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Jewish Group Overcomes Conflict with Last ‘seinfeld’

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An estimated 80 million people turned in last week as the “Seinfeld” foursome signed off — from the slammer.

Among those not watching were some 1000 Jewish activists who were locked up in their own right listening to speeches at an American Jewish Committee dinner.

Why?

Jason Alexander, for one, wanted to know.

“What the hell are you all doing here? Don’t you know what tonight is?” Alexander, who played George Costanza on the show, said in a video-taped message played before the crowd.

“I don’t know what you’re thinking. I don’t know what the American Jewish Committee is thinking,” said Alexander, an occasional spokesman for Jewish causes.

On a night in which Israeli Prime Minister Benjamin Netanyahu delivered the keynote address to the AJCommittee’s annual meeting in Washington, Alexander stole the show.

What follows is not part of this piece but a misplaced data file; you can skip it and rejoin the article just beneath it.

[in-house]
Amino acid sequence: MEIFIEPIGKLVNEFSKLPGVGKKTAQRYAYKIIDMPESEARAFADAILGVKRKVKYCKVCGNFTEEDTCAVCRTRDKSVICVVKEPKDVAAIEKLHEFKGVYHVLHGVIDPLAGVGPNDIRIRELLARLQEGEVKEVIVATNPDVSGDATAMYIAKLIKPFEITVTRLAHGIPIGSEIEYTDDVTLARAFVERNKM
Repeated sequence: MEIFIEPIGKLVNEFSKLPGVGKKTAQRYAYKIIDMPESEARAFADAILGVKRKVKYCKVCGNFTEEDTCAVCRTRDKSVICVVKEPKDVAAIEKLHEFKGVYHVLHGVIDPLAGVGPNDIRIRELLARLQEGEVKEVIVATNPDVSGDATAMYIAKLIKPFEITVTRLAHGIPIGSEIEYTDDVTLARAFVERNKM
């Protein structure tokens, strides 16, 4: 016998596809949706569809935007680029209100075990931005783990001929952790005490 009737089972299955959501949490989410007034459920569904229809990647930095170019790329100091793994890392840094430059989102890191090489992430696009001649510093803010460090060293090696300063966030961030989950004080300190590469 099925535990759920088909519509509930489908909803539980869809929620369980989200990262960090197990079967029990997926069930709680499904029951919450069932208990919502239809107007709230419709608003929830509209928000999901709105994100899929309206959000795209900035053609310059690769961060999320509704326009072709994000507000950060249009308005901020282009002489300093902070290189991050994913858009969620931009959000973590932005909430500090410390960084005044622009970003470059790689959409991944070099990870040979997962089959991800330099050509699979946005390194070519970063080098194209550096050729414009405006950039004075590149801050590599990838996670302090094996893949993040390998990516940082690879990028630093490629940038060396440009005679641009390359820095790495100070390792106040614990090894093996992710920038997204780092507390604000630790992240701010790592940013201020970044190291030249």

“The American Jewish Committee — Jews are always making committees. Everyone’s got a committee,” he said. “You know the day that Israel became a state, a nation, before Herzl lifted a shovel to make a house, somebody was forming a committee.”

Alexander also had words of praise for the AJCommittee’s incoming president, Bruce Ramer, and for the 50th anniversary of Israel.

He then imparted some advice: “Keep the speeches moving. If nobody languishes or waxes philosophical, you have a shot at possibly getting there tonight” in time to watch the show.

In the end, they weren’t even close to catching the show’s airing. Fortunately, AJCommittee arranged to have the show recorded, and 150 people gathered late at night to watch Jerry, George, Elaine and Kramer stand trial for indifference to “everything good and decent.”

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